TripAdvisor will end commercial relationships with facilities that breed or import captive whales and dolphins. On the 2nd October 2019, it will no longer sell tickets to, or generate revenue from, any attraction that continues to captivate future generations of cetaceans, such as whales, dolphins and porpoises.
If a commercial facility still either breeds or imports cetaceans for public display, they will be banned from sale on TripAdvisor and Viator. Products that are currently on sale on the website and are found to breach the new rules, will be removed over the next few months. The new policy should be in full force by the end of 2019. However the new policy will not apply to seaside sanctuaries that provide care to cetaceans that are already in captivity.
TripAdvisor consulted a range of experts, including marine biologists, zoologists and conservationists. The scientific evidence showed whales and dolphins don’t thrive in limited captive environments. This new policy continues TripAdvisor’s commitment to improving the welfare of animals around the globe, especially animals in tourism.
Bite Back is an animal rights non-profit organization that campaigns in The Netherlands and Belgium for animal rights, needs, and wellbeing, all through nonviolent actions. Benjamin Loison (Bite Back) explains more about the effects of captivity on dolphins: ‘Dolphins are highly intelligent and social animals. Social interaction is really important to them: they find protection, love and affection. In the wild, they interact with hundreds of animals. Dolphins can also dive really deep, up to 200 meters and hold their breath for 20 minutes. 90% of the time, their time is spent under water.’
‘Every day, a dolphin swims about 50 to 80 kilometres. They have a territory of 300 km². Even in the biggest facilities in the world, dolphins only have a fraction (less than 0.000001%) of their natural living space,’ Loison states, ‘In only a couple of swims, the animal has reached the other side or the bottom of the basin. The dolphins will get frustrated with this, which can result in problems with aggression and boredom.’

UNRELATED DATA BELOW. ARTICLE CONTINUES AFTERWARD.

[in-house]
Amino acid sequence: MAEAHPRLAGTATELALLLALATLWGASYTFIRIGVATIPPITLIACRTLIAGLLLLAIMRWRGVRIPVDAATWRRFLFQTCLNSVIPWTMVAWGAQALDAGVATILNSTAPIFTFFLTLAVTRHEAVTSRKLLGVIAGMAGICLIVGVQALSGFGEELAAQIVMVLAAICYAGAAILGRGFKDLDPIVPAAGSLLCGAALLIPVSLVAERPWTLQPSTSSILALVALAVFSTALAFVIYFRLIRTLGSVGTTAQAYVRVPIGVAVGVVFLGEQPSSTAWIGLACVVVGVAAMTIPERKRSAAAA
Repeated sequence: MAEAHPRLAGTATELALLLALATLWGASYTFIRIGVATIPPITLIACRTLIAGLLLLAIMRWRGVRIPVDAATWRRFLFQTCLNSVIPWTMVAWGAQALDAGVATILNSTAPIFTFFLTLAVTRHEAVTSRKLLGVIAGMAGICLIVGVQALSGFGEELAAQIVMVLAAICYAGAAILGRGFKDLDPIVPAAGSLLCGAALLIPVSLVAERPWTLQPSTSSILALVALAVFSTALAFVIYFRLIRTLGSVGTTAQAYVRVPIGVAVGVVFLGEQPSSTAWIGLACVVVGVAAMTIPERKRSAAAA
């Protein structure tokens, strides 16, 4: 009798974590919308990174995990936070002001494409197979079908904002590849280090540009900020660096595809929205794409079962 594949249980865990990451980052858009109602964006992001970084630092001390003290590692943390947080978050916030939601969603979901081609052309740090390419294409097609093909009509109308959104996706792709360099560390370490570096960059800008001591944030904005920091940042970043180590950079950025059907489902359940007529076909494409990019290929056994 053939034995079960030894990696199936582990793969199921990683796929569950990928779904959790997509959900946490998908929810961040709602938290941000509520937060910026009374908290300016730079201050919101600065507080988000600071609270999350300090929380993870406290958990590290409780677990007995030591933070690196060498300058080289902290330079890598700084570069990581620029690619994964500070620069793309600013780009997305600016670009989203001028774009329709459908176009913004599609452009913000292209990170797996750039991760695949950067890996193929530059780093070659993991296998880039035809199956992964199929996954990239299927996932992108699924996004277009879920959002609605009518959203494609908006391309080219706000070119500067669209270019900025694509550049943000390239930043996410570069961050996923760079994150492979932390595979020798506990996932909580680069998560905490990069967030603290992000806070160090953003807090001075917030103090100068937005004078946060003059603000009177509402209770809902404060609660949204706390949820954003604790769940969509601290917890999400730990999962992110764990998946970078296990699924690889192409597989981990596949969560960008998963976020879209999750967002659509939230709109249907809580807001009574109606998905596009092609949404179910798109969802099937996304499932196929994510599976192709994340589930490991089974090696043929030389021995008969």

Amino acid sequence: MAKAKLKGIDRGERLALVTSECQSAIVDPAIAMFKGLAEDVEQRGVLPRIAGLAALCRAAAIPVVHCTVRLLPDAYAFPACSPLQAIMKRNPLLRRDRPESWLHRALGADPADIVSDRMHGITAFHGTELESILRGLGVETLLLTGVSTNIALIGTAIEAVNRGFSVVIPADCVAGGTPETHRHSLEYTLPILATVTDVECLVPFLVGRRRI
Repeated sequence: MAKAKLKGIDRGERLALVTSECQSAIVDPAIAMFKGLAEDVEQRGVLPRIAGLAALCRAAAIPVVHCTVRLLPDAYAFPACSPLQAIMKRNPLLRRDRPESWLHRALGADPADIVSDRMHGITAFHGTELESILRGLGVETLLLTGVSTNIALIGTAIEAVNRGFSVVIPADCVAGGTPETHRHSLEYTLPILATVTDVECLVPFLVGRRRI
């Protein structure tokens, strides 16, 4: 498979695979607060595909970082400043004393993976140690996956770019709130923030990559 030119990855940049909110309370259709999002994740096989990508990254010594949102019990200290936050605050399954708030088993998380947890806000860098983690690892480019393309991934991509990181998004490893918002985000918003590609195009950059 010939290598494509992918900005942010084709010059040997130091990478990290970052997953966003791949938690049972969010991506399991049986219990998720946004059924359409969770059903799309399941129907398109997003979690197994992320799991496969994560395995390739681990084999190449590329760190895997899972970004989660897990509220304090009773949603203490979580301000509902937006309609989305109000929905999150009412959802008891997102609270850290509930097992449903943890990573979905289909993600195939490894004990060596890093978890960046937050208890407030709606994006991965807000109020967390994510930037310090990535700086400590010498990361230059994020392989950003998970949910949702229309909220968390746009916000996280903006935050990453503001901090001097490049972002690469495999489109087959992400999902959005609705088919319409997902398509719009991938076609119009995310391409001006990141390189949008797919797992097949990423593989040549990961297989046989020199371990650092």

Those aren’t the only two problems that come with captivity. Loison sums up: ‘Living in captivity brings along a lot of restrictions. Therefore, dolphins often struggle with stress. What follows is abnormal behaviour, a reduced resistance or even depression. That’s why antidepressants are so common in the industry.’
‘Dolphins always seem like they’re smiling. That’s why lots of people think they’re super happy in captivity. But they’re not. It’s just the shape of their face. Even a sick dolphin will still be smiling. The stress they get from captivity and training for tricks has harmful consequences. Because their resistance lowers and they don’t get enough vitamins, they’re more receptive to certain diseases, like skin diseases.’
‘More and more companies are being critical towards dolphinaria and other underwater circuses. Documentaries like BlackFish have evoked criticism with the public. Lots of studies have been done about the effects of captivity of cetaceans,’ Loison concludes. ‘It’s important that companies keep these conclusions in mind and stop their cooperation with any of these attractions. TripAdvisor’s decision is definitely a step in the right direction and paves a path for other companies to do the same.’
Text: © Janne Schellingen, picture: Pexels